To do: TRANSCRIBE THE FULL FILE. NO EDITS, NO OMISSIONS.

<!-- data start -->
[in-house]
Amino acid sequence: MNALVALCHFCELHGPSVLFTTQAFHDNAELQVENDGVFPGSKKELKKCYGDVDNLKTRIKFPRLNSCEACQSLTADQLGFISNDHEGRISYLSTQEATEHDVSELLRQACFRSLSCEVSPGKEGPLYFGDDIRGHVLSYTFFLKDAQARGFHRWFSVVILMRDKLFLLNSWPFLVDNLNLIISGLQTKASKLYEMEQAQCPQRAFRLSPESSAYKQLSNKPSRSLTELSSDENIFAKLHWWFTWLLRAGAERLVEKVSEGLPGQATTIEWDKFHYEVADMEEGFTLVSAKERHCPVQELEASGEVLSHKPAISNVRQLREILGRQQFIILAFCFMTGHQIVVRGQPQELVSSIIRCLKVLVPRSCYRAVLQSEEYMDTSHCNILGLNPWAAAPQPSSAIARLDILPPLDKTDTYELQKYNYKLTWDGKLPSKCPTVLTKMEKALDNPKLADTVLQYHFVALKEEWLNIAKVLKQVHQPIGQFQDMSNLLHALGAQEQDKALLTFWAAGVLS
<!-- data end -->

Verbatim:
[in-house]
Amino acid sequence: MNALVALCHFCELHGPSVLFTTQAFHDNAELQVENDGVFPGSKKELKKCYGDVDNLKTRIKFPRLNSCEACQSLTADQLGFISNDHEGRISYLSTQEATEHDVSELLRQACFRSLSCEVSPGKEGPLYFGDDIRGHVLSYTFFLKDAQARGFHRWFSVVILMRDKLFLLNSWPFLVDNLNLIISGLQTKASKLYEMEQAQCPQRAFRLSPESSAYKQLSNKPSRSLTELSSDENIFAKLHWWFTWLLRAGAERLVEKVSEGLPGQATTIEWDKFHYEVADMEEGFTLVSAKERHCPVQELEASGEVLSHKPAISNVRQLREILGRQQFIILAFCFMTGHQIVVRGQPQELVSSIIRCLKVLVPRSCYRAVLQSEEYMDTSHCNILGLNPWAAAPQPSSAIARLDILPPLDKTDTYELQKYNYKLTWDGKLPSKCPTVLTKMEKALDNPKLADTVLQYHFVALKEEWLNIAKVLKQVHQPIGQFQDMSNLLHALGAQEQDKALLTFWAAGVLS